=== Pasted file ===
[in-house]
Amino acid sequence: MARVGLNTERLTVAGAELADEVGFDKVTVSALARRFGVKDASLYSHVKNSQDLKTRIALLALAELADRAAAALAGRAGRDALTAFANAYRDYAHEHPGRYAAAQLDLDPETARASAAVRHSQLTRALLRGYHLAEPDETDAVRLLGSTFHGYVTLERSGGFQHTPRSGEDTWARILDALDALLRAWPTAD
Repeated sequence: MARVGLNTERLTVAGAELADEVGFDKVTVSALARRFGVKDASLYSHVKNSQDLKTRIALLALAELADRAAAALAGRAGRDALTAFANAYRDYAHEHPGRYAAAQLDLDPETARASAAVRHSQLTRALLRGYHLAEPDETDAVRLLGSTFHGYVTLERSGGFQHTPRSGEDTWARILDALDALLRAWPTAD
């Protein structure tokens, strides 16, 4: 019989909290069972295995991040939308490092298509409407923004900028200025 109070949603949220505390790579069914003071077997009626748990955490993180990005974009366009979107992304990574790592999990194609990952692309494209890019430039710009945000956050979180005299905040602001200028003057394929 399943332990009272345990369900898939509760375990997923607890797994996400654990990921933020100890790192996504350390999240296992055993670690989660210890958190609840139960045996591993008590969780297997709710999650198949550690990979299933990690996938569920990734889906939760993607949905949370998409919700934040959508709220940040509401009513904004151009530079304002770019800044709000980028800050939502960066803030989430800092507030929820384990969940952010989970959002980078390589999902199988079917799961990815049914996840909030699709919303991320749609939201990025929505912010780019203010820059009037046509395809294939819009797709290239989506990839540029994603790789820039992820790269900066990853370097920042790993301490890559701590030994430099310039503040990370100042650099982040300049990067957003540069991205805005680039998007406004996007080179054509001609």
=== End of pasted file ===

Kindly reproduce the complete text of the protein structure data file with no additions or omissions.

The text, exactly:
[in-house]
Amino acid sequence: MARVGLNTERLTVAGAELADEVGFDKVTVSALARRFGVKDASLYSHVKNSQDLKTRIALLALAELADRAAAALAGRAGRDALTAFANAYRDYAHEHPGRYAAAQLDLDPETARASAAVRHSQLTRALLRGYHLAEPDETDAVRLLGSTFHGYVTLERSGGFQHTPRSGEDTWARILDALDALLRAWPTAD
Repeated sequence: MARVGLNTERLTVAGAELADEVGFDKVTVSALARRFGVKDASLYSHVKNSQDLKTRIALLALAELADRAAAALAGRAGRDALTAFANAYRDYAHEHPGRYAAAQLDLDPETARASAAVRHSQLTRALLRGYHLAEPDETDAVRLLGSTFHGYVTLERSGGFQHTPRSGEDTWARILDALDALLRAWPTAD
């Protein structure tokens, strides 16, 4: 019989909290069972295995991040939308490092298509409407923004900028200025 109070949603949220505390790579069914003071077997009626748990955490993180990005974009366009979107992304990574790592999990194609990952692309494209890019430039710009945000956050979180005299905040602001200028003057394929 399943332990009272345990369900898939509760375990997923607890797994996400654990990921933020100890790192996504350390999240296992055993670690989660210890958190609840139960045996591993008590969780297997709710999650198949550690990979299933990690996938569920990734889906939760993607949905949370998409919700934040959508709220940040509401009513904004151009530079304002770019800044709000980028800050939502960066803030989430800092507030929820384990969940952010989970959002980078390589999902199988079917799961990815049914996840909030699709919303991320749609939201990025929505912010780019203010820059009037046509395809294939819009797709290239989506990839540029994603790789820039992820790269900066990853370097920042790993301490890559701590030994430099310039503040990370100042650099982040300049990067957003540069991205805005680039998007406004996007080179054509001609």